I arrived in San Antonio late Monday night. Tuesday I spent time settling in, chatting with our sisters and resting. Wednesday morning I began my summer course work at St. Mary's Univ. I've had bits of time here and there to visit with a few people around and to gather with former co-workers from Central Catholic Marianist High School at their post-graduation celebration. But, I've also been reading/studying.

This weekend I am helping out at an archdiocesan discernment retreat called "Life Awareness." It's a collaborative effort between the archdiocesan vocations office and the local vocations directors of the religious communities in the area. The participants are people 18 years old and up who are considering religious life or diocesan priesthood. There are 45 participants on this retreat. The Spirit is in deed active in their lives and moving in them toward a deepening of their relationship with God. That call to a deepening relationship may be a call to religious life/priesthood or it may not. But their presence at the retreat and their prayerful participation is certainly a visible sign of the Spirit's stirring within them. ... The sessions on the retreat and the times of prayer have been really good and thought provoking - even for those of us in religious life!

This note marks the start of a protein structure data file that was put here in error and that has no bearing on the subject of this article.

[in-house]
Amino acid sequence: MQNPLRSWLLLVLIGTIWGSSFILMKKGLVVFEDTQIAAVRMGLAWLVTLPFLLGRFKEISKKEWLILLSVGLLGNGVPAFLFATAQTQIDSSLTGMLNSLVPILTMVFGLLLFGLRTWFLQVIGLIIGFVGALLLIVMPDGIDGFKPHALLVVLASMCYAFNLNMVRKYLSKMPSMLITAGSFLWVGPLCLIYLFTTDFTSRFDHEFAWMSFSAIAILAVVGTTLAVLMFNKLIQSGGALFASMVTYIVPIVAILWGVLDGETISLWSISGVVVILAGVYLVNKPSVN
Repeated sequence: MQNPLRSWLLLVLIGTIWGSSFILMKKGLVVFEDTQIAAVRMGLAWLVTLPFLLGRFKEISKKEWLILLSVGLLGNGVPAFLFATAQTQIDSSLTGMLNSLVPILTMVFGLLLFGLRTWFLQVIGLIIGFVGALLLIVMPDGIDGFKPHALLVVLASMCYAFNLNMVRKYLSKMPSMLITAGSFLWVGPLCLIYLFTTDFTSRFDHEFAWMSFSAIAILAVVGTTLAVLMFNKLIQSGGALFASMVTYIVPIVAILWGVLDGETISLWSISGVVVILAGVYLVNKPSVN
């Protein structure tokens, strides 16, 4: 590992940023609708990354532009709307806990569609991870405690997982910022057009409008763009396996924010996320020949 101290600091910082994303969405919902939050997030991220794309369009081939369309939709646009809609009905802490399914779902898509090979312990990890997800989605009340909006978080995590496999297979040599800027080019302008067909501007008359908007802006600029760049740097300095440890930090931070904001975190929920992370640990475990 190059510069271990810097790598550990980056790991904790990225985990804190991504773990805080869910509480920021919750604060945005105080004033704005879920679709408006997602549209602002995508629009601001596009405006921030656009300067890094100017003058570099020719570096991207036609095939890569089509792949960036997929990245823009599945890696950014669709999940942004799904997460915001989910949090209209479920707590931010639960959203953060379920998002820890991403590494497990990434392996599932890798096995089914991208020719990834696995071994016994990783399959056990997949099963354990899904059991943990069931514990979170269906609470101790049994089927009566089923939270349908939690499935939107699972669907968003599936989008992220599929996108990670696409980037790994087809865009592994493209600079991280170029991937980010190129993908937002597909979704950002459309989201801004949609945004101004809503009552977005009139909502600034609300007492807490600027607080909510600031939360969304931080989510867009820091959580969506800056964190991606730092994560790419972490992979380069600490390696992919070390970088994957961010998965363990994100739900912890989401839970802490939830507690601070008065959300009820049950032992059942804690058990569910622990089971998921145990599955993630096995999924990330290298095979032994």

A surprise blessing from my presence at the retreat has been the opportunity to meet other young religious women and men. It is always such a blessing to meet younger people from other congregations... to share with them, laugh with them, and dream with them.

In addition to these reminders of the Spirit's presence & action, today's feast also calls to mind the missionary aspect of the Spirit's presence. The Spirit was given to each person for the building up of the Church - so that the mission of Jesus might continue in our world. The Spirit animates, guides, strengthens and encourages. We do, however, need to respond. So, Pentecost causes me to ask... How is the Spirit moving within me? To what is the Spirit calling me? To whom is the Spirit moving me to serve & how? Is there anyting within me blocking the action of the Spirit through me? ... And not only do I ask these questions of myself, but I ask them in light of my community, the congregation, and the Church... What is the Spirit asking of us? To what is the Spirit calling us? .... Important questions, no?

May we have the open hearts and minds necessary to truly listen that we might be guided continually by the Spirit that is so generously given.